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How OUTMemphis is working to bring medical and legal services to LGBTQ+ community

Two members of OUTMemphis share an experience that more than a million transgender people in America also face — a path traveled by many with few places to go.

MEMPHIS, Tenn. — Seeking medical and legal services for the LGBTQ+ community can be costly and risky. The organization OUTMemphis seeks to make those recourses safe and accessible by hosting the first ever "Mid-South Transgender Resource Fair," taking place on Saturday.

Lena Chipman is on the planning committee for the OUTMemphis' new fair.

"Being transgender 'is,' — it's not something that's a choice, it's something that you are," Chipman said. "The choice to transition is a separate thing ... My transition started when I was in my early 40s."

Malachi Allen has been transitioning for the past five years.

"Within the five years when I have [transitioned], everything has become more open and available," Allen said. 

Chipman and Allen share an experience with more than a million transgender people in America — a path traveled by many with few places to go.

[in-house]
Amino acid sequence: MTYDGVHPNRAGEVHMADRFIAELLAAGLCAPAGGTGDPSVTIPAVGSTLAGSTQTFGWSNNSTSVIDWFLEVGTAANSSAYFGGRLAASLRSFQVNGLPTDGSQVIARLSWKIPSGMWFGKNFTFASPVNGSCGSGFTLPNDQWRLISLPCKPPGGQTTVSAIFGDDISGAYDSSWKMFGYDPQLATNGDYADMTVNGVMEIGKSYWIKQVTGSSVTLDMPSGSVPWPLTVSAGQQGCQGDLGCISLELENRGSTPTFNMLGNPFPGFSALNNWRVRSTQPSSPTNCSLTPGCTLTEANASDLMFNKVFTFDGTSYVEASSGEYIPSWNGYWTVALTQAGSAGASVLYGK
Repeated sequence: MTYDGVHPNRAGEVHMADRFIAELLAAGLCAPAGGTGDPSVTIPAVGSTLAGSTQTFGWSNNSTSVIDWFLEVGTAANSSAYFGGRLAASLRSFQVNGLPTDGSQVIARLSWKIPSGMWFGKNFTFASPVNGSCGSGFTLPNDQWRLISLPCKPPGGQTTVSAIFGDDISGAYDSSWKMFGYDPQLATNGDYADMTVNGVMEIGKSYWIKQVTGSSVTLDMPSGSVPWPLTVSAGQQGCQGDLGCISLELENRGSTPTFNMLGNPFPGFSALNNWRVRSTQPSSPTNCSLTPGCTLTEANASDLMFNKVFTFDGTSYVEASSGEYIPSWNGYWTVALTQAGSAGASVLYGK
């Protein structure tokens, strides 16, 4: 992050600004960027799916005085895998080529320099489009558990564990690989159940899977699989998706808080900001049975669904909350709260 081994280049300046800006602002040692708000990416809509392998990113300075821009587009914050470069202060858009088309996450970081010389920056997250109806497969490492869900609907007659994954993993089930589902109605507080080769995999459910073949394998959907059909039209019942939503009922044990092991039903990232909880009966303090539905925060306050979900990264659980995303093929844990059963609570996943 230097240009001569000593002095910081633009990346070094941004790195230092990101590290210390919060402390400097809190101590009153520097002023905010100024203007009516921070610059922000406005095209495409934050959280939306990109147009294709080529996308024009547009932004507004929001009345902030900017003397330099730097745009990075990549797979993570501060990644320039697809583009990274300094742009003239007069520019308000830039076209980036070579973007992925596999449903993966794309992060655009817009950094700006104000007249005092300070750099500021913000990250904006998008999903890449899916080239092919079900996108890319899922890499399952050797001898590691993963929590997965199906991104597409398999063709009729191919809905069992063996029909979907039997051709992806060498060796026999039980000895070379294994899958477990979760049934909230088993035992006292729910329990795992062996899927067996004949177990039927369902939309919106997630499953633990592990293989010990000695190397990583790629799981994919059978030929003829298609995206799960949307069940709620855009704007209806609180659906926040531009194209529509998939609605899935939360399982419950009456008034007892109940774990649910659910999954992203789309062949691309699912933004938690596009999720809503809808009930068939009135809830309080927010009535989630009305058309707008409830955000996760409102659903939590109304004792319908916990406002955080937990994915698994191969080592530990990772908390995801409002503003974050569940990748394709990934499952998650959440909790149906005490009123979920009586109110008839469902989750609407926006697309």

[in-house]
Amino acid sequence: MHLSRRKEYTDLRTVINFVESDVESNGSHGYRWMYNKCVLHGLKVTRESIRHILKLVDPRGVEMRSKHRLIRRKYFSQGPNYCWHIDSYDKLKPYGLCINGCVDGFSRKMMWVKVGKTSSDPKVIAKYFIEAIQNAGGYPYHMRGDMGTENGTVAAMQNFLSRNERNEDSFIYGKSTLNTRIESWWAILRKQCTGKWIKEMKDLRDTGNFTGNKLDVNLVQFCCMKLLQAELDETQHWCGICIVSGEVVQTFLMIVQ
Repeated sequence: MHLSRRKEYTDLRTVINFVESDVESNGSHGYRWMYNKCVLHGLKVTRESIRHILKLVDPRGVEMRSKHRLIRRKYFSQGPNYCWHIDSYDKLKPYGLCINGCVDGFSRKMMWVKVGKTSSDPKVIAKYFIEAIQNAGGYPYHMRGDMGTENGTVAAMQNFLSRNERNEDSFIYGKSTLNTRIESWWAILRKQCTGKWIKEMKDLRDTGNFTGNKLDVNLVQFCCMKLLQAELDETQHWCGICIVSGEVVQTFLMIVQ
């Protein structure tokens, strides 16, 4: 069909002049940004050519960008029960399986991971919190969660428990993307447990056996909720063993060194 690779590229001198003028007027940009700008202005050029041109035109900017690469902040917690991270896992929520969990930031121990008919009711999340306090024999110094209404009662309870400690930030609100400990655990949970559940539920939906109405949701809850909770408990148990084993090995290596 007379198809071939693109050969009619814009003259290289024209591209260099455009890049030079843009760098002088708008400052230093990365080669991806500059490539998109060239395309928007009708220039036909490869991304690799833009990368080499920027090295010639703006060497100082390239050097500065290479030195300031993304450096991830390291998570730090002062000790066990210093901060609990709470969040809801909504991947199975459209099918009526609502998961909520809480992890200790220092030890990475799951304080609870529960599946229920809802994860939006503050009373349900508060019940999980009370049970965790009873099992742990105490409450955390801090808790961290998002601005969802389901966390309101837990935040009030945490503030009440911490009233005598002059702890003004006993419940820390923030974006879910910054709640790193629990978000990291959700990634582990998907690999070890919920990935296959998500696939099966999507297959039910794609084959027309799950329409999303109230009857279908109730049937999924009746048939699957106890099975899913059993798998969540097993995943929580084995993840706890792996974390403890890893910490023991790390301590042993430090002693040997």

"The hardest part was figuring out how to do it," Allen said. "The only thing that I had when I started out was YouTube and Google, and I didn't really know many to reach out to."

Many have joined forces through the OUTMemphis and Memphis Trans Love Organizations for the first Mid-South Transgender Recourse Fair. 

"All those phone calls we get, all those things people are looking for — if people can come to this, hopefully maybe a little bit of a one-stop shop," Alexander Hauptman said.

Document changes and legal assistance, hair removal shops, a nail salon and even vaccines for COVID-19, monkeypox and the flu were organized for the event.

"We have physicians, regular physicians, surgeons, we have barbers, we have a fitting place that's going to be there doing bra fittings," Jenna Dunn said. 

All in an effort to make sure no one else transitions alone.

"It takes you back to that 'it takes a village [saying]'," Allen said. "This is like our village that we're taking them in, to help them the right way."

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